Imagine slowly descending into freezing-cold water. You feel the heightened sensation of cold climbing it’s way up your body as you lower yourself down into the water. Toes, ankles and calves wake up, immediately, to the change in temperature, encouraging you to reconsider. But you keep going. Submerging lower trunk, chest and shoulders next as your body kicks into high gear trying to ﬁgure out how to process this unexpected change in environment.
This is cold-water immersion.
On April 1, I’ll be completing an accidental yet life-altering, year-long project of almost daily cold-water immersions. My aim was 300 days of freshwater dips. My time-frame included our long winter but for anyone interested in dipping their toes into cold-water plunging, springtime in our lakes is the perfect time and place to begin.
My friend, Nevada, and I began our cold-water adventures last year during an early spring snowstorm. We had separate health concerns which we both suspected might be helped by a new health regimen. When I invited her to join my spring swimming club (my hobby is starting random clubs), she responded with an immediate “afﬁrmative”, so we started that very day. Our quick dip in the newly unfrozen waters of Alpha Lake was intense but after the initial shock of cold — which is overcome by consciously gathering your breath back under control — a healthy jolt of norepinephrine kicked in.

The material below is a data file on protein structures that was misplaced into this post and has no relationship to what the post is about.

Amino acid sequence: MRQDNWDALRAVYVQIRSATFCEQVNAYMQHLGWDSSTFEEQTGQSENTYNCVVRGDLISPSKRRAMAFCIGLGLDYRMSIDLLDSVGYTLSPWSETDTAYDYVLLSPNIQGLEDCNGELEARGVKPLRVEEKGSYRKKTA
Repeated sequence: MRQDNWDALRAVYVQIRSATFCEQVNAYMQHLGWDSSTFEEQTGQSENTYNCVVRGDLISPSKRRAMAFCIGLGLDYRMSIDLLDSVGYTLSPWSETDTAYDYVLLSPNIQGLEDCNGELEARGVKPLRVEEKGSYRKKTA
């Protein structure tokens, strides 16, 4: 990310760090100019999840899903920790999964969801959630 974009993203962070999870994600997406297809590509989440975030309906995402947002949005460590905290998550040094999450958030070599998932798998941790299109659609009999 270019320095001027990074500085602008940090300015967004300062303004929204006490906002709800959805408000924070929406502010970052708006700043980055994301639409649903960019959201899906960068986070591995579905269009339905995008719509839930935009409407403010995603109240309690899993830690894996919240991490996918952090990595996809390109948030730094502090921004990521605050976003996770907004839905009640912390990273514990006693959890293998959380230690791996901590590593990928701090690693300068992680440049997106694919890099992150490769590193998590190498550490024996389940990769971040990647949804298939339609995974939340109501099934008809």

You feel alive, awake.
We merely got in and out of the water that day but an outlandishly sized wave of happiness swept over us. We fell into an almost daily rhythm of meeting at the dock with ﬂasks of hot tea and towels in hand. Over the year it helped me recuperate from injuries, reduce pain from inﬂammation and improved seasonal blues. Plus, hanging out in nature, by the water, has been a very good way to spend a portion of each day.
Cold-water swimming and ice baths have been popularized by charismatic ﬁgures such as Wim Hof, the Dutch athlete and meditator (a ﬁlm about him by Vice, called “The Iceman” has over 4 million views), but people have been using the beneﬁts of hydrotherapy in various forms (sauna, cold showers, hot springs, snow-bathing etc) throughout the ages. Recently, it seems cold-water training has become the latest hot trend for athletes and non-athletes alike.
As with any seemingly extreme pursuit, cold-water dips are not without risk — this is a unique challenge for the body and it’s best to consider your personal health first. Anyone with cardiac conditions should consult a doctor before trying a cold-water dip. As with most new pursuits, it’s best to start slowly and build up to longer immersions. My ﬁrst-time recommendation is to enter the water brieﬂy, take a breath or two, get out and feel proud. You’re more likely to try again if the ﬁrst experience is enjoyable.
There is no ribbon or award for staying in longer or pushing your limits too far. Instead, your body will appreciate the wise method of gradual exposure.